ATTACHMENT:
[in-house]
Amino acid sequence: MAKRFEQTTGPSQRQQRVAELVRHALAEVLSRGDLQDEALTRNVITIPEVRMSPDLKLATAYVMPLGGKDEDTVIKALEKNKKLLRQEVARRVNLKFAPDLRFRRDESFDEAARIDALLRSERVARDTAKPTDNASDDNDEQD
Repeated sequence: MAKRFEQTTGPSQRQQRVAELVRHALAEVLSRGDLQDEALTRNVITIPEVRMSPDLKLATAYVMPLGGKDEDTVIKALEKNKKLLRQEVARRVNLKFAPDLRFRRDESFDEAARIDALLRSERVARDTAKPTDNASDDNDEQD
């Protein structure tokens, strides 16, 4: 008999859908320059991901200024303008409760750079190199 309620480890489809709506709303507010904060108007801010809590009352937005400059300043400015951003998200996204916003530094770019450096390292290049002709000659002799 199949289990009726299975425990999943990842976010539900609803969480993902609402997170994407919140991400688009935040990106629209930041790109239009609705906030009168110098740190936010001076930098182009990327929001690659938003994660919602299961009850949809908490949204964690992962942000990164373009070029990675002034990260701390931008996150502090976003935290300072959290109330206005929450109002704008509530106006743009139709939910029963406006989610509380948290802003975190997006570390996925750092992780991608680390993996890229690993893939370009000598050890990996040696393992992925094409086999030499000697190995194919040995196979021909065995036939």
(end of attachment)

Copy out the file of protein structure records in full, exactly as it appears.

[in-house]
Amino acid sequence: MAKRFEQTTGPSQRQQRVAELVRHALAEVLSRGDLQDEALTRNVITIPEVRMSPDLKLATAYVMPLGGKDEDTVIKALEKNKKLLRQEVARRVNLKFAPDLRFRRDESFDEAARIDALLRSERVARDTAKPTDNASDDNDEQD
Repeated sequence: MAKRFEQTTGPSQRQQRVAELVRHALAEVLSRGDLQDEALTRNVITIPEVRMSPDLKLATAYVMPLGGKDEDTVIKALEKNKKLLRQEVARRVNLKFAPDLRFRRDESFDEAARIDALLRSERVARDTAKPTDNASDDNDEQD
């Protein structure tokens, strides 16, 4: 008999859908320059991901200024303008409760750079190199 309620480890489809709506709303507010904060108007801010809590009352937005400059300043400015951003998200996204916003530094770019450096390292290049002709000659002799 199949289990009726299975425990999943990842976010539900609803969480993902609402997170994407919140991400688009935040990106629209930041790109239009609705906030009168110098740190936010001076930098182009990327929001690659938003994660919602299961009850949809908490949204964690992962942000990164373009070029990675002034990260701390931008996150502090976003935290300072959290109330206005929450109002704008509530106006743009139709939910029963406006989610509380948290802003975190997006570390996925750092992780991608680390993996890229690993893939370009000598050890990996040696393992992925094409086999030499000697190995194919040995196979021909065995036939």